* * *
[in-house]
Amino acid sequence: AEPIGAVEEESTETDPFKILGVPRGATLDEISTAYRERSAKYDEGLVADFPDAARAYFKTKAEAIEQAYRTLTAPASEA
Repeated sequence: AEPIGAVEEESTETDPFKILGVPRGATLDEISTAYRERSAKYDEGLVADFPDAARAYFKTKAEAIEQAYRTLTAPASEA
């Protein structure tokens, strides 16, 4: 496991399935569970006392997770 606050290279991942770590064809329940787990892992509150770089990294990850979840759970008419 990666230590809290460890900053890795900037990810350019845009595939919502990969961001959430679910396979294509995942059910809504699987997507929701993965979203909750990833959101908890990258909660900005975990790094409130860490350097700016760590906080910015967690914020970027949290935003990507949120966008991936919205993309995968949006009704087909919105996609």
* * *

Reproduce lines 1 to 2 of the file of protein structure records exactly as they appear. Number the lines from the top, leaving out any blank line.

[in-house]
Amino acid sequence: AEPIGAVEEESTETDPFKILGVPRGATLDEISTAYRERSAKYDEGLVADFPDAARAYFKTKAEAIEQAYRTLTAPASEA